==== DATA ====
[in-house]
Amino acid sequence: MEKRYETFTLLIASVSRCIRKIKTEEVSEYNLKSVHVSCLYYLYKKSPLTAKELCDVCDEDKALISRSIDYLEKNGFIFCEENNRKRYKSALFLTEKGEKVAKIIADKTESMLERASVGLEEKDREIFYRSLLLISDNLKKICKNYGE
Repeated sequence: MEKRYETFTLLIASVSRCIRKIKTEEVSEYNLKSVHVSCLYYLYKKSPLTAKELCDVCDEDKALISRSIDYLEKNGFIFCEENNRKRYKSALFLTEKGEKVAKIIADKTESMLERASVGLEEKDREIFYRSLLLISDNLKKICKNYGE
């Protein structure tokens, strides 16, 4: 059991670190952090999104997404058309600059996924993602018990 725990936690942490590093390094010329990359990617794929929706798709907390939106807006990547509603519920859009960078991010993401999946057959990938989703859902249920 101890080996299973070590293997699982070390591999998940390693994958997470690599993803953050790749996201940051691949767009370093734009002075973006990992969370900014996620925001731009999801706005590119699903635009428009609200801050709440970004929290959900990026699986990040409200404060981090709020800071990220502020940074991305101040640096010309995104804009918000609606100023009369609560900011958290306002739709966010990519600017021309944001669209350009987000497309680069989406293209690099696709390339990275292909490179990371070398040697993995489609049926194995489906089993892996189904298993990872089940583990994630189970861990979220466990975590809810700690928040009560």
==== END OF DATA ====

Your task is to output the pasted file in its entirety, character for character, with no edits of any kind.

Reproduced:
[in-house]
Amino acid sequence: MEKRYETFTLLIASVSRCIRKIKTEEVSEYNLKSVHVSCLYYLYKKSPLTAKELCDVCDEDKALISRSIDYLEKNGFIFCEENNRKRYKSALFLTEKGEKVAKIIADKTESMLERASVGLEEKDREIFYRSLLLISDNLKKICKNYGE
Repeated sequence: MEKRYETFTLLIASVSRCIRKIKTEEVSEYNLKSVHVSCLYYLYKKSPLTAKELCDVCDEDKALISRSIDYLEKNGFIFCEENNRKRYKSALFLTEKGEKVAKIIADKTESMLERASVGLEEKDREIFYRSLLLISDNLKKICKNYGE
């Protein structure tokens, strides 16, 4: 059991670190952090999104997404058309600059996924993602018990 725990936690942490590093390094010329990359990617794929929706798709907390939106807006990547509603519920859009960078991010993401999946057959990938989703859902249920 101890080996299973070590293997699982070390591999998940390693994958997470690599993803953050790749996201940051691949767009370093734009002075973006990992969370900014996620925001731009999801706005590119699903635009428009609200801050709440970004929290959900990026699986990040409200404060981090709020800071990220502020940074991305101040640096010309995104804009918000609606100023009369609560900011958290306002739709966010990519600017021309944001669209350009987000497309680069989406293209690099696709390339990275292909490179990371070398040697993995489609049926194995489906089993892996189904298993990872089940583990994630189970861990979220466990975590809810700690928040009560």